Metaphors of Sickness in Spanish Cultural Production: Aboulia as an Epidemic of Exhaustion
At the turn of the twentieth century, aboulia was frequently cited by intellectuals and authors as a prominent symptom of degeneration, thereby providing a useful metaphor for the perceived exhaustion of the Spanish people. The diagnosis of the nation in relation to an epidemic of fatigue combined and confused biological explanation with fears about Spain’s future. I contend that cultural narratives of this period drew powerfully on medical sciences for the diagnosis of problems that were, in reality, political, social and cultural in origin. The cultural myths of aboulia and degeneration, therefore, offer a fruitful context for the study of a wider phenomenon that persists to the current day: the identification and legitimisation of pathological symptoms through the transposition of medical terminology to describe a community or nation during a period of perceived crisis. Metaphors of sickness, for example, were particularly resonant in Spanish fiction following the 1898 ‘disaster’ and the loss of Spain’s New World Empire. My paper traces the literary treatment of aboulia in the novels of Pío Baroja, a well-known author who studied medicine at the University of Madrid and practised briefly as a doctor in the Basque Country. It explores literary examples of aboulia in early twentieth-century Spain in order to propose a broader paradigm for our understanding of cultural metaphors of sickness. I propose that the ways in which these symbols respond to national circumstances resonate beyond a specific geographical or temporal context.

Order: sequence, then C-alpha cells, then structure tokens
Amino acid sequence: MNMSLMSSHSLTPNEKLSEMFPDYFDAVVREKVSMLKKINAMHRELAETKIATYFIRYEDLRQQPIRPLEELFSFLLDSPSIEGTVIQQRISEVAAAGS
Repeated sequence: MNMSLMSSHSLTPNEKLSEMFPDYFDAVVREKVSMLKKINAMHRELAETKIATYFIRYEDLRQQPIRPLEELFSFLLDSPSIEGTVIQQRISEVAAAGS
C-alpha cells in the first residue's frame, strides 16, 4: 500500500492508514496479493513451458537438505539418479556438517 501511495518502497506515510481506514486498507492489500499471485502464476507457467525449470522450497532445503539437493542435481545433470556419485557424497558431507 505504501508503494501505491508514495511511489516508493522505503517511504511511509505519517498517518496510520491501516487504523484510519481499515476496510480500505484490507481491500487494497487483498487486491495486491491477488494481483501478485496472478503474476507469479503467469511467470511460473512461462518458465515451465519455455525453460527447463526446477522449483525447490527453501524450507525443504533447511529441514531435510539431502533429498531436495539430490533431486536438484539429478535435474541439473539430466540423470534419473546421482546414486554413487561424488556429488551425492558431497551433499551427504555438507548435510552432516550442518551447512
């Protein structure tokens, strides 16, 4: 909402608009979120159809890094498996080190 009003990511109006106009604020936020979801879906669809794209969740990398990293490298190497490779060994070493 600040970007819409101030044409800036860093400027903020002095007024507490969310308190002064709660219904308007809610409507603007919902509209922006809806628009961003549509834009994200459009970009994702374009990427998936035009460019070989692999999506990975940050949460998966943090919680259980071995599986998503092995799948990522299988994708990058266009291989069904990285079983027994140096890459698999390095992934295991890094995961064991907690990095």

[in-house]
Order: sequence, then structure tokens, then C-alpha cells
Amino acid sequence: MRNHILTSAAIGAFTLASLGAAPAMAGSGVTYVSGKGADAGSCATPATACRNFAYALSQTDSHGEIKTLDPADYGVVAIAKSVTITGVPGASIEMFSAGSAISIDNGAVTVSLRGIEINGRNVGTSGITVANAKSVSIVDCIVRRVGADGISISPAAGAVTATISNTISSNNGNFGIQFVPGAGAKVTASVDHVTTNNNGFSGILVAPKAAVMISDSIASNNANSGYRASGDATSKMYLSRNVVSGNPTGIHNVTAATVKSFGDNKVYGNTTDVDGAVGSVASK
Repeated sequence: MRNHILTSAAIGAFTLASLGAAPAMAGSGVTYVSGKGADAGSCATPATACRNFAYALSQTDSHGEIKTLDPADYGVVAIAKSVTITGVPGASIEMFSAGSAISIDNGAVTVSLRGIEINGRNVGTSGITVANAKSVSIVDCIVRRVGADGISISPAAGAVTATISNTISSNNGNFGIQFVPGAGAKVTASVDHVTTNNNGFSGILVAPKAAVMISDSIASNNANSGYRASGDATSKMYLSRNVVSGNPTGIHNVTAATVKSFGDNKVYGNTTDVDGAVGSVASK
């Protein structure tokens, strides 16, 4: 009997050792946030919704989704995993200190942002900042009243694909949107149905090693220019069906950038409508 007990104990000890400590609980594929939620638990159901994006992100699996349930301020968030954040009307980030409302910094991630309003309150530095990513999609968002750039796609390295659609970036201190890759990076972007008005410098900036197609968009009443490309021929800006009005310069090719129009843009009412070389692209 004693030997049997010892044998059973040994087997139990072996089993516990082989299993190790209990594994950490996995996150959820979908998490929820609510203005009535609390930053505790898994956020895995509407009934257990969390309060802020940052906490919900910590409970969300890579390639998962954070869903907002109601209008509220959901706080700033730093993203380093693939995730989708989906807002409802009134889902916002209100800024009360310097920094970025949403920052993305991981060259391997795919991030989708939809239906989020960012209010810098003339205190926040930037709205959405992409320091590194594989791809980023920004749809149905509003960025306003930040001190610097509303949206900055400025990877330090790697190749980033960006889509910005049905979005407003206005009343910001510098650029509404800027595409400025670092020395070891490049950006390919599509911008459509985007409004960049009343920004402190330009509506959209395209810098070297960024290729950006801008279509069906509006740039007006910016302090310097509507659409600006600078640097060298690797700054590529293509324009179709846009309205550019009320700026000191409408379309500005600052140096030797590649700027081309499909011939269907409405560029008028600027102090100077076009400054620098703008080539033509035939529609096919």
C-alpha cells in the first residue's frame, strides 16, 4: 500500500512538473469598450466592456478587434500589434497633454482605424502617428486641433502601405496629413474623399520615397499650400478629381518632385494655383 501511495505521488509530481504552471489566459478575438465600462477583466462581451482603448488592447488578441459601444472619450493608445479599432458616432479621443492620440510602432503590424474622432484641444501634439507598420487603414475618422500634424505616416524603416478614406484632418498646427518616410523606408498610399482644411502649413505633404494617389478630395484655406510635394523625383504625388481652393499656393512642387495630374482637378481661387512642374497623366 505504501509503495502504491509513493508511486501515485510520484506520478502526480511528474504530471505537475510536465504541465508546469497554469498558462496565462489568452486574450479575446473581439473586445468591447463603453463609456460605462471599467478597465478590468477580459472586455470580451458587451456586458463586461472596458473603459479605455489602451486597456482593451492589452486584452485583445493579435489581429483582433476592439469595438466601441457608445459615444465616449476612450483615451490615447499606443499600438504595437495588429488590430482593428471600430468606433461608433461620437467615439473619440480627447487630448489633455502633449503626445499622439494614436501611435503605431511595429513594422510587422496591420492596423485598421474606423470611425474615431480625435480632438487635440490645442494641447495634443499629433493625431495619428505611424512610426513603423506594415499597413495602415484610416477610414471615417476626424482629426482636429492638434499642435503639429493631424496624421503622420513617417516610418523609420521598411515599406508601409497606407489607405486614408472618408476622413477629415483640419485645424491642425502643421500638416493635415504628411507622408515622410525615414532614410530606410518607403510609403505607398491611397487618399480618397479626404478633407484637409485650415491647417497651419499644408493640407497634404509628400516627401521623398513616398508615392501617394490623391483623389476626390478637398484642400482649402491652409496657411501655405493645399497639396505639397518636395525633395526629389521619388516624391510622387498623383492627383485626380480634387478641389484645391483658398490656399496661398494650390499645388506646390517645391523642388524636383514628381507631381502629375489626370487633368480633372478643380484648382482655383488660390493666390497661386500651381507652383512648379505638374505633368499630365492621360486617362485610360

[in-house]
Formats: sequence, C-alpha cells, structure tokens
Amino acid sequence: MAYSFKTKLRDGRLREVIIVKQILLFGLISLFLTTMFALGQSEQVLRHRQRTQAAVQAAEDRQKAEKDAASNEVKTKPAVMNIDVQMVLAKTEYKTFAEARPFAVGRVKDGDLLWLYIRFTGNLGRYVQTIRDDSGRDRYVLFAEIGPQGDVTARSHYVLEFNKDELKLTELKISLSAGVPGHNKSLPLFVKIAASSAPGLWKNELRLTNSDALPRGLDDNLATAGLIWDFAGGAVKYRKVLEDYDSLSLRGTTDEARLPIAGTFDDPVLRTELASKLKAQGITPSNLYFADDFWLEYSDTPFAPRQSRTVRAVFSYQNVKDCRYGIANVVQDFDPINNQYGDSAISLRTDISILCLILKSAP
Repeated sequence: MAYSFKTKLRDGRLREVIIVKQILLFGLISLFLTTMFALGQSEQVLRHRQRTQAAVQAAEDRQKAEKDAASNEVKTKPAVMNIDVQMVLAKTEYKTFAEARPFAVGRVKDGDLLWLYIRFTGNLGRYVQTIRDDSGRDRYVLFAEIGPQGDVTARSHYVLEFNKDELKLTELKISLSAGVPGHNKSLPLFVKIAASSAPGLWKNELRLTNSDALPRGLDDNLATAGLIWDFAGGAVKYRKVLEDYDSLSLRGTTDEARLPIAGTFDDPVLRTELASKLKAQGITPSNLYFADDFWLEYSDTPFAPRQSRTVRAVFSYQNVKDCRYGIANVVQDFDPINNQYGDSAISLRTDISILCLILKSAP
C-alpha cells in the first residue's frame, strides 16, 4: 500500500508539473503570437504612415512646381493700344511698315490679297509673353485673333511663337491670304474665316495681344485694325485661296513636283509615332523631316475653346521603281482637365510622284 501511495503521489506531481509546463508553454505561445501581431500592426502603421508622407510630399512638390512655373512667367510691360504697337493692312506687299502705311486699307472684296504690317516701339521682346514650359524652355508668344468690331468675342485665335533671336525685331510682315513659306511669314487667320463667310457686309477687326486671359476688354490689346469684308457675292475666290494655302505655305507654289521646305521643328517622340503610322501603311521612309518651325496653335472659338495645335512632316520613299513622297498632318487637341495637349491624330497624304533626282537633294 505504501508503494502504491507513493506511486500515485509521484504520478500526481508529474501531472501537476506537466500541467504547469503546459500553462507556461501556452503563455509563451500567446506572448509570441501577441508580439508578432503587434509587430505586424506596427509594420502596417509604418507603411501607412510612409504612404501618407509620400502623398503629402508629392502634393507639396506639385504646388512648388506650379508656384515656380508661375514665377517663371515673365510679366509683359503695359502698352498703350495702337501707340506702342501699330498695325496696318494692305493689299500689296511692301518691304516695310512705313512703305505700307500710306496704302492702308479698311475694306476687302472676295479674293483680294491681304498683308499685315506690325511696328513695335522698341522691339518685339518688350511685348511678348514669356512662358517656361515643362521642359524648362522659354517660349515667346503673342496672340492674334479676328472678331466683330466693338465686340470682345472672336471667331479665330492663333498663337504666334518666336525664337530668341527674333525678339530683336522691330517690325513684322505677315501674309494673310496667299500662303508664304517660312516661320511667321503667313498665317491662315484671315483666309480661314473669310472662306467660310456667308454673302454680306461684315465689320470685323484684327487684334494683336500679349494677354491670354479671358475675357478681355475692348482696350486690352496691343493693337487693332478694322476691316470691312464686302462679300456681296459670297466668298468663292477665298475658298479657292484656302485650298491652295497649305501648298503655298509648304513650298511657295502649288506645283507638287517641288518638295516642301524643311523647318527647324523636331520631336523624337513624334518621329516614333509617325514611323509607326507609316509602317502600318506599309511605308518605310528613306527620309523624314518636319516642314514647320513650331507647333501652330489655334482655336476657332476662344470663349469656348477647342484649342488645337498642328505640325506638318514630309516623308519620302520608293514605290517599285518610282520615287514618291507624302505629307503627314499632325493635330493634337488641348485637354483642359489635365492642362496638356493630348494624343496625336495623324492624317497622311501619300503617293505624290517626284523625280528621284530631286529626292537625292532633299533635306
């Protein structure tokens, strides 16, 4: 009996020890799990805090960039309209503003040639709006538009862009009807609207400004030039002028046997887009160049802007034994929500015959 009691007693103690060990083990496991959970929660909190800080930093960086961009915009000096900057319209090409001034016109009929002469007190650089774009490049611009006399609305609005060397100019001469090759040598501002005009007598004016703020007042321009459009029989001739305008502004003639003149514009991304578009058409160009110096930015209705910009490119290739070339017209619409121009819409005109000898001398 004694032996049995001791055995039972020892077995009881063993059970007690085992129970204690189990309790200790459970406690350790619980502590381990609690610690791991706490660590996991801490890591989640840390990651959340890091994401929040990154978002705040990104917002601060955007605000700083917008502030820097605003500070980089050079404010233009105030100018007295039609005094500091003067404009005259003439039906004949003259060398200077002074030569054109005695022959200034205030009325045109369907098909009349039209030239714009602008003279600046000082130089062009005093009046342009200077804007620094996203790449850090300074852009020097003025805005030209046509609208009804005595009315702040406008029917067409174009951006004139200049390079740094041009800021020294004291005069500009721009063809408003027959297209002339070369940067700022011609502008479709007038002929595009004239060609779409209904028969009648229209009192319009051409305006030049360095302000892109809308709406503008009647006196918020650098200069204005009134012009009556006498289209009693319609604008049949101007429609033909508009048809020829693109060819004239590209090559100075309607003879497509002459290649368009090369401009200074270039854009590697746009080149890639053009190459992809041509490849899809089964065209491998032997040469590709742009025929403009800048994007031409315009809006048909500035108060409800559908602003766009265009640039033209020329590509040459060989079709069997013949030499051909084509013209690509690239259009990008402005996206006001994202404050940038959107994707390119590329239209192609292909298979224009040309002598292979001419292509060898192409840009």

Katharine Murphy is Associate Professor of Hispanic Studies and Comparative Literature in the Department of Modern Languages, University of Exeter. She is author of Bodies of Disorder: Gender and Degeneration in Baroja and Blasco Ibáñez (Cambridge: Legenda, 2017) and Re-Reading Pío Baroja and English Literature (Bern: Peter Lang, 2004). She has published widely on Spanish Modernism and Comparative Literature, and was co-organiser for the 60th Anniversary Conference of the Association of Hispanists of Great Britain and Ireland in 2015. She is currently researching metaphors of sickness in Spanish cultural production from the turn of the twentieth century to the post-war period.
George Sand, Sickness, and the Body Politic, 1870–71